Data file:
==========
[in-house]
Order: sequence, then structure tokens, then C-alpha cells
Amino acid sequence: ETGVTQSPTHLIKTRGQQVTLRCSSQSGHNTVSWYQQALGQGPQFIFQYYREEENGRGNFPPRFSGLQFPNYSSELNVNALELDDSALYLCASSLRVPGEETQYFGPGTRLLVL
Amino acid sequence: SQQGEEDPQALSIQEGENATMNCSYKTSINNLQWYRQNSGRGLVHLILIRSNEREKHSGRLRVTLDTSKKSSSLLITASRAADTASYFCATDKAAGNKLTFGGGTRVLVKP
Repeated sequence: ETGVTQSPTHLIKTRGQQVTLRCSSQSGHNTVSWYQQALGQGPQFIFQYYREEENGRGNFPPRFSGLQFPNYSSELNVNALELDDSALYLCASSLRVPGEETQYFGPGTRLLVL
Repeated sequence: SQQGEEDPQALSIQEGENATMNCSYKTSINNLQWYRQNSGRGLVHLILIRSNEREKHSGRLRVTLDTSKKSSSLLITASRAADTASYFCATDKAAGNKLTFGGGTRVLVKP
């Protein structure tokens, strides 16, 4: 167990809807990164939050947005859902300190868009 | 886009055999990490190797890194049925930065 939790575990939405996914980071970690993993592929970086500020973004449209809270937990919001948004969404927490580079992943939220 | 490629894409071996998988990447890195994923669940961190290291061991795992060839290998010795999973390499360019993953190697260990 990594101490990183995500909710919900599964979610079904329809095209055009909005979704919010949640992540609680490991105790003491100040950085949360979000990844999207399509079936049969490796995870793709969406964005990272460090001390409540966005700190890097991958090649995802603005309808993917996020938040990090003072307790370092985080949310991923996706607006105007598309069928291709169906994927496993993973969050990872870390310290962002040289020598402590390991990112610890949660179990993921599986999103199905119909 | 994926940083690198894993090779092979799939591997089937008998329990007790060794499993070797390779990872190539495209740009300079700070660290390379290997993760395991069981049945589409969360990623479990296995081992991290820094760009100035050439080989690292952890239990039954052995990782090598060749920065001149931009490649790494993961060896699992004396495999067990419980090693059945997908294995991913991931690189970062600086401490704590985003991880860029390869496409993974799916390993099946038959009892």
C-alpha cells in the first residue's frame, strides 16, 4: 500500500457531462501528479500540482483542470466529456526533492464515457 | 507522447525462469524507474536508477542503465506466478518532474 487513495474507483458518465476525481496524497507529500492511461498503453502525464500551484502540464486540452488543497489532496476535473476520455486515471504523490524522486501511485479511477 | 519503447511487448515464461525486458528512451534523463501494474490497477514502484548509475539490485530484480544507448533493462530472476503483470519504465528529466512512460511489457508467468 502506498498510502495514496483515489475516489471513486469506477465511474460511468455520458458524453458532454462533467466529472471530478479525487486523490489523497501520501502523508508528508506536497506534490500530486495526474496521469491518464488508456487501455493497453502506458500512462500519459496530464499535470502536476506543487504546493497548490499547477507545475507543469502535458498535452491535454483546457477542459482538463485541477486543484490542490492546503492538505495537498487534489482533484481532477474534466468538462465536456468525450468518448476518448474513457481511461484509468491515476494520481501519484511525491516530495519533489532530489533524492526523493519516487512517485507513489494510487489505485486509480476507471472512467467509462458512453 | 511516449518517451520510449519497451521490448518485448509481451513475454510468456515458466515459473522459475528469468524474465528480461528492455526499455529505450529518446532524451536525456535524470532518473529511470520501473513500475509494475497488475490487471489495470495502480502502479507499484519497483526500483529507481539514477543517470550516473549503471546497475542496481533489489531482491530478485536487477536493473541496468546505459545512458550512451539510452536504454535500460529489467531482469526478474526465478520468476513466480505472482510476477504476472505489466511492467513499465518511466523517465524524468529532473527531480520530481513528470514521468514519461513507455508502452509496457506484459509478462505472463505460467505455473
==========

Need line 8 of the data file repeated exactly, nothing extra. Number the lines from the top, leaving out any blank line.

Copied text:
C-alpha cells in the first residue's frame, strides 16, 4: 500500500457531462501528479500540482483542470466529456526533492464515457 | 507522447525462469524507474536508477542503465506466478518532474 487513495474507483458518465476525481496524497507529500492511461498503453502525464500551484502540464486540452488543497489532496476535473476520455486515471504523490524522486501511485479511477 | 519503447511487448515464461525486458528512451534523463501494474490497477514502484548509475539490485530484480544507448533493462530472476503483470519504465528529466512512460511489457508467468 502506498498510502495514496483515489475516489471513486469506477465511474460511468455520458458524453458532454462533467466529472471530478479525487486523490489523497501520501502523508508528508506536497506534490500530486495526474496521469491518464488508456487501455493497453502506458500512462500519459496530464499535470502536476506543487504546493497548490499547477507545475507543469502535458498535452491535454483546457477542459482538463485541477486543484490542490492546503492538505495537498487534489482533484481532477474534466468538462465536456468525450468518448476518448474513457481511461484509468491515476494520481501519484511525491516530495519533489532530489533524492526523493519516487512517485507513489494510487489505485486509480476507471472512467467509462458512453 | 511516449518517451520510449519497451521490448518485448509481451513475454510468456515458466515459473522459475528469468524474465528480461528492455526499455529505450529518446532524451536525456535524470532518473529511470520501473513500475509494475497488475490487471489495470495502480502502479507499484519497483526500483529507481539514477543517470550516473549503471546497475542496481533489489531482491530478485536487477536493473541496468546505459545512458550512451539510452536504454535500460529489467531482469526478474526465478520468476513466480505472482510476477504476472505489466511492467513499465518511466523517465524524468529532473527531480520530481513528470514521468514519461513507455508502452509496457506484459509478462505472463505460467505455473